I think Scotland is shorthand, and that’s one of the reasons it’s often used as a backdrop for historical romance.
- A country striving for freedom (built in conflict)
- A country filled with independent, rugged, warrior-like people (a little stereotypical, but we’ll work with that for the moment).
- A country with bitterly cold weather during eight months of the year (weather can be a character, too).
I have written 18th and 19th century Scottish romances, but I’m nowhere near an expert on Scotland. (I get a little annoyed by people who bill themselves as experts, actually.)
It is my impression, however, that after the last Jacobite rebellion (1745) that the majority of Scots were trying to make the best of a bad situation. The desire for independence seems to have been an underlying current, but the Scots were being educated in England and after Victoria decreed her love of Scotland, absorbing the English more and more into their country. It’s the same feeling I suspect the Confederates had after the Civil War.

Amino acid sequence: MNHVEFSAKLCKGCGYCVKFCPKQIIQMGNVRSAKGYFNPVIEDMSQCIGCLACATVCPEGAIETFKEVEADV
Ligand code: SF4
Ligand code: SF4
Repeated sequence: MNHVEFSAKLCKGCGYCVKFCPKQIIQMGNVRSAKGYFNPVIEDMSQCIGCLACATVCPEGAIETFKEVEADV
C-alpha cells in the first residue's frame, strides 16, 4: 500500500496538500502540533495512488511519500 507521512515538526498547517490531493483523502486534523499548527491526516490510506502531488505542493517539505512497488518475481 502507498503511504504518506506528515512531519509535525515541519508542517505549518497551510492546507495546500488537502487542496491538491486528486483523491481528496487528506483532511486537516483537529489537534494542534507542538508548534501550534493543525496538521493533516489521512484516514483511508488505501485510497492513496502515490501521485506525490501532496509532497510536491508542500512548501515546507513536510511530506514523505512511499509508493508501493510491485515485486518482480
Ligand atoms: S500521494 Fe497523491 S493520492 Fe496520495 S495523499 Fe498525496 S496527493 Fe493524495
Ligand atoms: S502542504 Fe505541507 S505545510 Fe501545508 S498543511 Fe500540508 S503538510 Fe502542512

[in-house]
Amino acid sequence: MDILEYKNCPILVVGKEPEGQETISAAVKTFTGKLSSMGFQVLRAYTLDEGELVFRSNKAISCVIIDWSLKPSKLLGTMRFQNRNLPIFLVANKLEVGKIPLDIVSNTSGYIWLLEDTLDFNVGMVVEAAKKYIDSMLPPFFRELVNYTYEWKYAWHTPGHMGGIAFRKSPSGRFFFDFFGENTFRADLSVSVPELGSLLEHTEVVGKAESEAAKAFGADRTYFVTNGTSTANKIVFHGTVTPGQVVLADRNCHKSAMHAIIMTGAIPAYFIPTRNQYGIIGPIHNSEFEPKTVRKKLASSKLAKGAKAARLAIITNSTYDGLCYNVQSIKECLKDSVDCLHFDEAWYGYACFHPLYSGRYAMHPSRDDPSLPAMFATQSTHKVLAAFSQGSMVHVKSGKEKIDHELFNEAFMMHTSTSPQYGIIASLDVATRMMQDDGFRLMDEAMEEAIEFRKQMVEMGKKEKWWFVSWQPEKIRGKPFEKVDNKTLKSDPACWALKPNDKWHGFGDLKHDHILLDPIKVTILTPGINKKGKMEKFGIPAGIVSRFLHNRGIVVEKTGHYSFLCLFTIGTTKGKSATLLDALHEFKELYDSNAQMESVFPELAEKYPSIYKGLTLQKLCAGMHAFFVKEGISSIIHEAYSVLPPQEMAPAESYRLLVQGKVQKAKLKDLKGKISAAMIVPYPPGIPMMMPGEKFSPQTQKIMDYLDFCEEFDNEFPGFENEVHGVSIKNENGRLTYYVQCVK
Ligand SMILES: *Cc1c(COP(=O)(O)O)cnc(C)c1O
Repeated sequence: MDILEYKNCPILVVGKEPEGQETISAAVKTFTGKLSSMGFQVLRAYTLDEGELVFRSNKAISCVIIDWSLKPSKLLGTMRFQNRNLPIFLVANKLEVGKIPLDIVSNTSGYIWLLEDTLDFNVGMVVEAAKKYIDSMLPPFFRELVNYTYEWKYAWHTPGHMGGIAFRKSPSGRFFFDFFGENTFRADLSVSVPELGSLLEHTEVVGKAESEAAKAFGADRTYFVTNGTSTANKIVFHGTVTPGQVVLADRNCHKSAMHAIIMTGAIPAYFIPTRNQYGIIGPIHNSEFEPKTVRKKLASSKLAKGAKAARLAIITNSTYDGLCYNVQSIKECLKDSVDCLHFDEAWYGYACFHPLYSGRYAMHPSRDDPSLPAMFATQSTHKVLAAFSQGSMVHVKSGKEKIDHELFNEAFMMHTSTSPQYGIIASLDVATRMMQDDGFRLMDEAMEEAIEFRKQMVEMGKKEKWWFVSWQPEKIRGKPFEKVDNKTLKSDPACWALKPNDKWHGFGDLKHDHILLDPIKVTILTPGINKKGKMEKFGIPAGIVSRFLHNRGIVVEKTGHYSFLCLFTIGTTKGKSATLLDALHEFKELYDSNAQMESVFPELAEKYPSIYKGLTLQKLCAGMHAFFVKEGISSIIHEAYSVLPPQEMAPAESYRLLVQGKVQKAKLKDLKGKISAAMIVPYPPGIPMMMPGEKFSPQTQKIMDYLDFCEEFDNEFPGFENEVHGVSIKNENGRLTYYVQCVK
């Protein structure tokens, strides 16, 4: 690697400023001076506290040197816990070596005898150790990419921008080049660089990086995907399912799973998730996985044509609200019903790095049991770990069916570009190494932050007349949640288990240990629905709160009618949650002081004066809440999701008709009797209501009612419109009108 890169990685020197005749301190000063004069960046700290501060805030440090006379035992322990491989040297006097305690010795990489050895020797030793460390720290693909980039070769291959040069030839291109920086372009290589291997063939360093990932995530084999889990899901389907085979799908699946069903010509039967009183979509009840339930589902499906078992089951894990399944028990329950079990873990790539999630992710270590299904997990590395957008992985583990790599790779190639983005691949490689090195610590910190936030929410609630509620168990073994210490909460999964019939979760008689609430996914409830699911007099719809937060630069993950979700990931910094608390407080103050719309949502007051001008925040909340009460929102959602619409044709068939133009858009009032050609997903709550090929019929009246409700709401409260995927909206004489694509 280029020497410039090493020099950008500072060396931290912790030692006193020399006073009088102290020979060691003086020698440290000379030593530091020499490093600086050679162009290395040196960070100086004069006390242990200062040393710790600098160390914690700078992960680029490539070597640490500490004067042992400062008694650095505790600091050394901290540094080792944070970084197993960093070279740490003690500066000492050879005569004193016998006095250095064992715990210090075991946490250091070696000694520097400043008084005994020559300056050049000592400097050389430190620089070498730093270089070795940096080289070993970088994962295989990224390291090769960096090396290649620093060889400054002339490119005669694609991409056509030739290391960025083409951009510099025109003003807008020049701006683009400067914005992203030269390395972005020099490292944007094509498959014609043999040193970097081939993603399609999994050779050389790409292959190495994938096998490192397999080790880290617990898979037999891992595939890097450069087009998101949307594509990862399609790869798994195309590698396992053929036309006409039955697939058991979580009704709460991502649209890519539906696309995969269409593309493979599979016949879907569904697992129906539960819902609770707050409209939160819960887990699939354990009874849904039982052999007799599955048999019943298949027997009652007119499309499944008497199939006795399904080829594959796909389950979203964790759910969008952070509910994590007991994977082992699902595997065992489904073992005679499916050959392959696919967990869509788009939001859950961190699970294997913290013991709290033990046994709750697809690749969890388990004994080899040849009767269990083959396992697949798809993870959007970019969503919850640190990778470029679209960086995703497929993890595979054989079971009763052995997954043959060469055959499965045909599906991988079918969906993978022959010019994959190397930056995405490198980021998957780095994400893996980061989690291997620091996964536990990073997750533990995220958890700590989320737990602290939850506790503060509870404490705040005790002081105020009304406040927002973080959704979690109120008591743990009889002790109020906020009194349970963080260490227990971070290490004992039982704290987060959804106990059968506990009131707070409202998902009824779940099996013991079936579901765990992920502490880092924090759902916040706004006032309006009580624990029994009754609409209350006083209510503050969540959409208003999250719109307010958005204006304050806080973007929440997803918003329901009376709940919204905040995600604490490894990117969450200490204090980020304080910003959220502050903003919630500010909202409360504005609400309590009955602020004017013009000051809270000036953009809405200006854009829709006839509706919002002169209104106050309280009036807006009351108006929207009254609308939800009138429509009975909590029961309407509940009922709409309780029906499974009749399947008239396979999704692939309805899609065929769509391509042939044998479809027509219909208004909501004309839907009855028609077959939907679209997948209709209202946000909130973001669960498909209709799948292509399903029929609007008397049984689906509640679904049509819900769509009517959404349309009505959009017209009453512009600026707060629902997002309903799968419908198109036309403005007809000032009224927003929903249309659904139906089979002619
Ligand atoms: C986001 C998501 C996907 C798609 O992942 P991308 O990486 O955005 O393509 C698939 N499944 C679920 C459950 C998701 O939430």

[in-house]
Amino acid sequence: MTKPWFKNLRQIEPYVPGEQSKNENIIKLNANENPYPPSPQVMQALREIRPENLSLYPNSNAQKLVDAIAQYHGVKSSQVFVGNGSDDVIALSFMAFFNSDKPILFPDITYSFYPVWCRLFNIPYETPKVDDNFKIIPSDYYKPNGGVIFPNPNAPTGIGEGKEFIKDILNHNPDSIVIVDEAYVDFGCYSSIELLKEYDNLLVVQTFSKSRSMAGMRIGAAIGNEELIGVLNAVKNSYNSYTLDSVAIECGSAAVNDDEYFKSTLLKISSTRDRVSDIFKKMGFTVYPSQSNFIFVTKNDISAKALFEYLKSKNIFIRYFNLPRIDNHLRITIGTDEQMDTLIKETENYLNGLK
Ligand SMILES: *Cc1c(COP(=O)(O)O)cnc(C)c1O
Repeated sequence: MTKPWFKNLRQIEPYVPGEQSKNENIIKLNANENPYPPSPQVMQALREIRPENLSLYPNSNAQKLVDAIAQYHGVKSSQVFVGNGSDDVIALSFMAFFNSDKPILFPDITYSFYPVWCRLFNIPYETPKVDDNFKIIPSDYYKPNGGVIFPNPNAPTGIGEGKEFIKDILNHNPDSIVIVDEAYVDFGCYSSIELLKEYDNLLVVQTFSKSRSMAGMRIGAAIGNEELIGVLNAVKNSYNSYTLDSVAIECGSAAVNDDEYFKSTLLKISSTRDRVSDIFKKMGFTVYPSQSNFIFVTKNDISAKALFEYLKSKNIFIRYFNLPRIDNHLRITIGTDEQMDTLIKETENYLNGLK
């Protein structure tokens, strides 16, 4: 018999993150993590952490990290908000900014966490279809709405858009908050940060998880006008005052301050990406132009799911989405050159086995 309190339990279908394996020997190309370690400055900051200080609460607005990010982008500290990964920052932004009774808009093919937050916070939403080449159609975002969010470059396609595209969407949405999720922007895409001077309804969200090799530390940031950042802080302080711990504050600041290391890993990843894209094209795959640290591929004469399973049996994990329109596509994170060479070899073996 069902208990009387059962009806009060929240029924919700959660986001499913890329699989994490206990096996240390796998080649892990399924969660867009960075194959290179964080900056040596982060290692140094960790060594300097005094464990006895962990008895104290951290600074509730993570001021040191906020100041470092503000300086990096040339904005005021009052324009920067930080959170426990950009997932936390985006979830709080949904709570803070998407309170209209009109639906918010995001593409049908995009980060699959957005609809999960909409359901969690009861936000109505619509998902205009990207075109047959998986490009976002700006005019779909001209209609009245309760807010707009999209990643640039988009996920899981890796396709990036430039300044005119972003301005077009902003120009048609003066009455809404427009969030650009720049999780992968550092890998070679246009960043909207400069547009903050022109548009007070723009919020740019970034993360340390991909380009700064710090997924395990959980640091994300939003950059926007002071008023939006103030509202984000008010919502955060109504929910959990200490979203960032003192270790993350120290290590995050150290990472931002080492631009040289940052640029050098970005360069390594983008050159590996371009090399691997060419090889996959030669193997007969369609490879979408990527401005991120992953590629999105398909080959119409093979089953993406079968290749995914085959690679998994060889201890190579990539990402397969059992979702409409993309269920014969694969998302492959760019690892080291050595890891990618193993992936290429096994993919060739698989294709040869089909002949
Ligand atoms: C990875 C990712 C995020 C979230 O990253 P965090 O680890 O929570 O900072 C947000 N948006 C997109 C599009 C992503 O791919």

I’ve often thought that Scots and Texans are very much alike. There’s a rugged individualism, pride of place, and determination that links them. I offer this map that I posted before but which still amazes me. It shows how big Texas is and how small the entire country of Scotland is in comparison.
But unlike any other country, I think, even England, writing a book that takes place in Scotland allows an author to immediately transmit something to a reader: this book will feature strong characters, a beautiful backdrop, and fierce emotions.
What do you think?